I’ve worked hard to develop engaging lesson plans about immigration. It’s a topic about which I feel a lot of passion, and I have been thinking recently about exactly what it is that I want students to learn about the immigration experience. Of course, to try to pigeonhole the struggles and triumphs of millions of people into one neat little lesson plan is ridiculous, but I do have a few goals that I want to accomplish.
There’s a long-standing stigma around vocational technology programs. It began in the 1970s when white collar jobs began to be seen as more important than factory work and manufacturing. Suddenly, working with your hands wasn’t as admirable as working with your brain. Tech and manufacturing jobs got shipped overseas and the educational system began to focus on academic measures of success.
Whether you want them to try poetry writing or activities to adopt a growth mindset or even a new way of signing out the bathroom pass, it is not always easy to get students to try something new. I’ve tried some crazy ideas on my students—some that flopped, and some that I have stayed with for years. But it isn't enough to just have an inspired idea. You’ll have a little work to do if you want to get students to change the status quo, but innovation is worth the risk.
Every fall, a similar scene plays out at high schools across the nation. A senior approaches a teacher and says, “Mr. [Insert Name Here], you were my favorite teacher last year. I was wondering if…” If you don’t know the next words out of the student’s mouth, that means no student has ever asked you to write a college recommendation letter. There’s a lot to know about writing a good letter. By the end of this article, you’ll have a grasp on the basics, and possess resources that will help you on your letter-writing journey.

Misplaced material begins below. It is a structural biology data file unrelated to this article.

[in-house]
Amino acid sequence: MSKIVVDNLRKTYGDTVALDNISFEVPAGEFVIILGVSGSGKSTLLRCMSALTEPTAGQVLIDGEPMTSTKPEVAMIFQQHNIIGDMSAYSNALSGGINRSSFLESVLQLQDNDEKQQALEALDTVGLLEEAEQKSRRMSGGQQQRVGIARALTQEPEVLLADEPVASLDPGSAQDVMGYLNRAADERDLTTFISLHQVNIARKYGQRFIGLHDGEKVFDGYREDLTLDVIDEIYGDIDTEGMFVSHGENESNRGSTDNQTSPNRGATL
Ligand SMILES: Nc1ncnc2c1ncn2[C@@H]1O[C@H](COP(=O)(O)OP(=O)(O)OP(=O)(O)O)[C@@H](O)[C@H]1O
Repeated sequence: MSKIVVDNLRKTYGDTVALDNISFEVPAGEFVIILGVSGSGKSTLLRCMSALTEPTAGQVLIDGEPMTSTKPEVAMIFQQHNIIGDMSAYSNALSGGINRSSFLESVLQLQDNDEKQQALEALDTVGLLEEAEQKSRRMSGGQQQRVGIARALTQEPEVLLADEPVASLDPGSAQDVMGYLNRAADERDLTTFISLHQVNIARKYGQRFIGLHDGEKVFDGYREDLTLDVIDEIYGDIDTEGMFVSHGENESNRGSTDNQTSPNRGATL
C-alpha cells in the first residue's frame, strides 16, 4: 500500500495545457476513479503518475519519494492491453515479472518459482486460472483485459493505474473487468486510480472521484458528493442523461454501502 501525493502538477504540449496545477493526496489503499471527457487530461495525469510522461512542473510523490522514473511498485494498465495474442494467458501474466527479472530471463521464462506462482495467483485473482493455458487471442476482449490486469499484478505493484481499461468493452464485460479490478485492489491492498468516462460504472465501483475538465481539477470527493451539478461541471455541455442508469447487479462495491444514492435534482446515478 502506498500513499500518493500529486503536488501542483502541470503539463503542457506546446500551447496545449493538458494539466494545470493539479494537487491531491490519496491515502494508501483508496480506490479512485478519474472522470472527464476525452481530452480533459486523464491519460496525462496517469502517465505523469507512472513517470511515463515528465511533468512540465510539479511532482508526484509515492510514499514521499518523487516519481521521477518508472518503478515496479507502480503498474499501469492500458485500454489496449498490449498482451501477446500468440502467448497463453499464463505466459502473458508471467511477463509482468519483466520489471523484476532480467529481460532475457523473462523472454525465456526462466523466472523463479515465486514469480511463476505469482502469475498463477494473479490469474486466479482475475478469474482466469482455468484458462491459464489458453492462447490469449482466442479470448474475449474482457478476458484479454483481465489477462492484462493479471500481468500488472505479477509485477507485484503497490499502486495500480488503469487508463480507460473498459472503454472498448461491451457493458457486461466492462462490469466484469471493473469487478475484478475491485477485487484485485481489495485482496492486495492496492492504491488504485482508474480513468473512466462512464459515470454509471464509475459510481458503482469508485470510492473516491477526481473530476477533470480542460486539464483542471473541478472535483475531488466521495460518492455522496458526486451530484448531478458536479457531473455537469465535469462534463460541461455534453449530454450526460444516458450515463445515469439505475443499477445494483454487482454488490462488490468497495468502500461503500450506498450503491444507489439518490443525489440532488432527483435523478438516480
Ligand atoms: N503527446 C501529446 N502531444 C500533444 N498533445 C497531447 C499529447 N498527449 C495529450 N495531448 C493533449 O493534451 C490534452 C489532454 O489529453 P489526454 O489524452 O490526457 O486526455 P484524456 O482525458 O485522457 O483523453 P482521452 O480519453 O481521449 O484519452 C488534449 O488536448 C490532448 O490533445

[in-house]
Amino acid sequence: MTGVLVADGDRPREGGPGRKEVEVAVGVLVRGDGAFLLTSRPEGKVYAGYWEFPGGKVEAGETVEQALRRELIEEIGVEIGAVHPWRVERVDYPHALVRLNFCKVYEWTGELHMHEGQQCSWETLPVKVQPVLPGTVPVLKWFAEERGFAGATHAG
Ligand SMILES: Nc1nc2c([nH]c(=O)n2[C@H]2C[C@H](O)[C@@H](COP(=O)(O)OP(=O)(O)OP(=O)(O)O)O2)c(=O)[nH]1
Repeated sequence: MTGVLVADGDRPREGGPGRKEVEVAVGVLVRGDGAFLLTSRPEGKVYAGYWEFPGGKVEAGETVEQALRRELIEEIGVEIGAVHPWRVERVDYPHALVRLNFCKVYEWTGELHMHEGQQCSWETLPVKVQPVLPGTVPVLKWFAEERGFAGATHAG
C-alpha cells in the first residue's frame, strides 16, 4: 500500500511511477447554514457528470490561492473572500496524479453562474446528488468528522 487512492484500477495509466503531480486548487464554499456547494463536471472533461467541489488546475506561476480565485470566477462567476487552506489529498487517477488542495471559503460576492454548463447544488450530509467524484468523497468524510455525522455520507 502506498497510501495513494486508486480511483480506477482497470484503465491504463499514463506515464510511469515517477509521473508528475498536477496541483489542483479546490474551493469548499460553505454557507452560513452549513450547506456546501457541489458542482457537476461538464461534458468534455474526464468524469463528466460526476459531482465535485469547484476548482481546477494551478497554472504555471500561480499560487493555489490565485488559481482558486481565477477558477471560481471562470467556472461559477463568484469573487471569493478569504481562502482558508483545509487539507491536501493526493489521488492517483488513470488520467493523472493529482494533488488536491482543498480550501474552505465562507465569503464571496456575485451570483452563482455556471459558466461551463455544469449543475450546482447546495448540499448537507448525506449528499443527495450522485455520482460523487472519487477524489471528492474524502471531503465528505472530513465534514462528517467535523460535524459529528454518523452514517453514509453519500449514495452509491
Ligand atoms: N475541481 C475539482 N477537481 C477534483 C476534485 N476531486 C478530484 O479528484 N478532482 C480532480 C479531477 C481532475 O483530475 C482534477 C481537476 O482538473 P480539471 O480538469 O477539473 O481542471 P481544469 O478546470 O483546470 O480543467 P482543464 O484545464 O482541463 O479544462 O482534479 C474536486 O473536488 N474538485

There’s plenty of jargon out there when it comes to educational policy. One particular concept that is receiving a significant amount of attention these days is school vouchers. What isn’t receiving much attention, however, is what these vouchers actually are and how they actually work. Unfortunately, with a president and secretary of education who both strongly endorse school vouchers, much of the information surrounding these programs winds up so highly politicized it becomes difficult for the average person to navigate.